On Oct. 10, sophomores and juniors across America spent two and a half hours taking the Preliminary Scholastic Aptitude Test (PSAT). Although being a practice test for the SAT, the PSAT quantifies itself by awarding the chance to join the National Merit Scholarship Program which can be done by scoring in a high percentile in relation to the rest of their state. Being included in the National Merit Scholarship Program is seen as advantageous when applying to colleges. The PSAT, however, is not actually included in college applications. However, Pinewood and many schools like to include sophomores to the PSAT in order for them to experience the standardized testing entirement. Furthermore, it would be expected that sophomores would be less stressed out about the PSAT’s than the juniors which does seem to be the case.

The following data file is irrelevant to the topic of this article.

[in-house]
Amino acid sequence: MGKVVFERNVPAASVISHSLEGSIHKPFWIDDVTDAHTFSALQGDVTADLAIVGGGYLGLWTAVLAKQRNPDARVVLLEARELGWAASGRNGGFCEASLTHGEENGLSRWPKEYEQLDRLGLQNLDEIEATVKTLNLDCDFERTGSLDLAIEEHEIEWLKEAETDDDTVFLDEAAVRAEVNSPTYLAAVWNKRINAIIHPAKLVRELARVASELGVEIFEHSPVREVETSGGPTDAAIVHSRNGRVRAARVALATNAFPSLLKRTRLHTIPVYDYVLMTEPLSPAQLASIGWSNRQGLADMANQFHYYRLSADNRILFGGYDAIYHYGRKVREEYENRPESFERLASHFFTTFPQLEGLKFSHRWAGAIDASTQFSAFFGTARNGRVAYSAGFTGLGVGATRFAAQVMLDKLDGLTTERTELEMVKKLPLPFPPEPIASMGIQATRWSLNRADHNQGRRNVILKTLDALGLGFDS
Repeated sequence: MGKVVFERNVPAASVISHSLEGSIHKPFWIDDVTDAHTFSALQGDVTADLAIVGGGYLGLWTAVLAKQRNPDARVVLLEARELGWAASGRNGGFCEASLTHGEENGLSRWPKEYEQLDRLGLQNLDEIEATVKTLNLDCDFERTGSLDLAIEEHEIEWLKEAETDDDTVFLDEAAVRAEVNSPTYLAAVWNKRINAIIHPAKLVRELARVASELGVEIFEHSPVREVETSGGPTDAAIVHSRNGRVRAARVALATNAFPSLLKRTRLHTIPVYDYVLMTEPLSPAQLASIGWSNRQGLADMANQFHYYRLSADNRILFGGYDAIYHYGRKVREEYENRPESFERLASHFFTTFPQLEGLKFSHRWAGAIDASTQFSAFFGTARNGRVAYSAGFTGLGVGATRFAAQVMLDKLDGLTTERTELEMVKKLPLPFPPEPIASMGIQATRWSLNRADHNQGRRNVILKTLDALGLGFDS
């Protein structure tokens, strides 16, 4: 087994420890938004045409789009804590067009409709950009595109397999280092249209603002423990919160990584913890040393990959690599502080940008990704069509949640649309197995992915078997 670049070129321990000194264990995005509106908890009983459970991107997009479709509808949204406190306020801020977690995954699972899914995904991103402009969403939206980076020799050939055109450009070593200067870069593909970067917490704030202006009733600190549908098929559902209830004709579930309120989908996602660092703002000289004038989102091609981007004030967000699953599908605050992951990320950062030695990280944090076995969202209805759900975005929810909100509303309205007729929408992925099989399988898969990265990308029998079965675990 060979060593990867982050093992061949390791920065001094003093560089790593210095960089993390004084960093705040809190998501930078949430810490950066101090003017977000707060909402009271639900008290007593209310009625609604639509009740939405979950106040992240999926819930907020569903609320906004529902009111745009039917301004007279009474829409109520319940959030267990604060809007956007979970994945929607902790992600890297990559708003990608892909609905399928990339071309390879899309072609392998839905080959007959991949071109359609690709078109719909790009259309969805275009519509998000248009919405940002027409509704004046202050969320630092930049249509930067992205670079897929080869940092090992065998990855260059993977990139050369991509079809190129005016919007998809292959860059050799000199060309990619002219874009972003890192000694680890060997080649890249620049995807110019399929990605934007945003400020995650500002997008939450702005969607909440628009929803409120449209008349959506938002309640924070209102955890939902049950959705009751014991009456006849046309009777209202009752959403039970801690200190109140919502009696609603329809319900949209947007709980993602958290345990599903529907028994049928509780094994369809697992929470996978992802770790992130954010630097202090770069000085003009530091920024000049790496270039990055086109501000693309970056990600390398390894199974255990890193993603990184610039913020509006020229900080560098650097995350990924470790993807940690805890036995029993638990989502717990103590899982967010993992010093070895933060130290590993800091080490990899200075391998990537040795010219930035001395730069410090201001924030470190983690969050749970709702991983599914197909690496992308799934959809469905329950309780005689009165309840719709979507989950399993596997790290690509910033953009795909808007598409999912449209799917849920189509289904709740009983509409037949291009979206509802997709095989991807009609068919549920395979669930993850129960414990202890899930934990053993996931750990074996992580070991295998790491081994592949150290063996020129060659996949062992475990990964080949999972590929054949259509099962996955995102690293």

Sophomore Courtni Thompson did not prepare for the practice test but was stressed out. Thompson “wanted to do well but wouldn’t be too mad if [she] failed cause it’s just practice.”
This opinion is most likely applicable to many other sophomores as the practice does not really matter; however, some of the juniors had a surprisingly similar response.
Junior Ryder Heit did not prepare either and was not worried about the real PSAT but still “wanted to do well for [his] own sense of pride.”
However, Junior Miranda Wiener worried over the PSAT and tried to prepare for it. Wiener “realized that this was a reflection of where [she] [is] now.”
In contrast to Wiener, Heit represents a part of the population that does not particularly care for the National Merit Scholarship Program. As with many other subjects, there are two sides to the argument. Achieving National Merit has its perks. The National Merit Scholarship Program would look good on a college application. Although qualifying for the National Merit Scholarship is an honor, the SAT is much more important when it comes to college applications. Overall, the PSAT is a good way to practice for the SAT and achieve a status that could help in the future.